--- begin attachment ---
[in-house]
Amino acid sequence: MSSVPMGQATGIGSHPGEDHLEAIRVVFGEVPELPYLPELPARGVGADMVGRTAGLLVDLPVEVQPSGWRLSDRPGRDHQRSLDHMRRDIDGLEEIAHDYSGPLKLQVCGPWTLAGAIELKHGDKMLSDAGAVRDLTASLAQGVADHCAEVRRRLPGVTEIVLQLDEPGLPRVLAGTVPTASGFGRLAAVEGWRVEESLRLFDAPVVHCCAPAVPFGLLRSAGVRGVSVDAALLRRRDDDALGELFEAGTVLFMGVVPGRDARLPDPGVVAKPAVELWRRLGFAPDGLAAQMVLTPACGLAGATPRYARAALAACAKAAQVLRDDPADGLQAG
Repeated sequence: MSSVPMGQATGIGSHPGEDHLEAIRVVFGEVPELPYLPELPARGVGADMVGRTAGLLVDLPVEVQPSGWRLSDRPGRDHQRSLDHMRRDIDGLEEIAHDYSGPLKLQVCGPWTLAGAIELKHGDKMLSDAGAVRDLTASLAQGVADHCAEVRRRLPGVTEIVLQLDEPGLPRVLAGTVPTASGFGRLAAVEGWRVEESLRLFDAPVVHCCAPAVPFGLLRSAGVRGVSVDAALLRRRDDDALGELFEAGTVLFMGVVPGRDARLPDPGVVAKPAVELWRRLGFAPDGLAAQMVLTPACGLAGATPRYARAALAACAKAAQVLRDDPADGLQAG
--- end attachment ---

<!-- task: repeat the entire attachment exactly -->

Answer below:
[in-house]
Amino acid sequence: MSSVPMGQATGIGSHPGEDHLEAIRVVFGEVPELPYLPELPARGVGADMVGRTAGLLVDLPVEVQPSGWRLSDRPGRDHQRSLDHMRRDIDGLEEIAHDYSGPLKLQVCGPWTLAGAIELKHGDKMLSDAGAVRDLTASLAQGVADHCAEVRRRLPGVTEIVLQLDEPGLPRVLAGTVPTASGFGRLAAVEGWRVEESLRLFDAPVVHCCAPAVPFGLLRSAGVRGVSVDAALLRRRDDDALGELFEAGTVLFMGVVPGRDARLPDPGVVAKPAVELWRRLGFAPDGLAAQMVLTPACGLAGATPRYARAALAACAKAAQVLRDDPADGLQAG
Repeated sequence: MSSVPMGQATGIGSHPGEDHLEAIRVVFGEVPELPYLPELPARGVGADMVGRTAGLLVDLPVEVQPSGWRLSDRPGRDHQRSLDHMRRDIDGLEEIAHDYSGPLKLQVCGPWTLAGAIELKHGDKMLSDAGAVRDLTASLAQGVADHCAEVRRRLPGVTEIVLQLDEPGLPRVLAGTVPTASGFGRLAAVEGWRVEESLRLFDAPVVHCCAPAVPFGLLRSAGVRGVSVDAALLRRRDDDALGELFEAGTVLFMGVVPGRDARLPDPGVVAKPAVELWRRLGFAPDGLAAQMVLTPACGLAGATPRYARAALAACAKAAQVLRDDPADGLQAG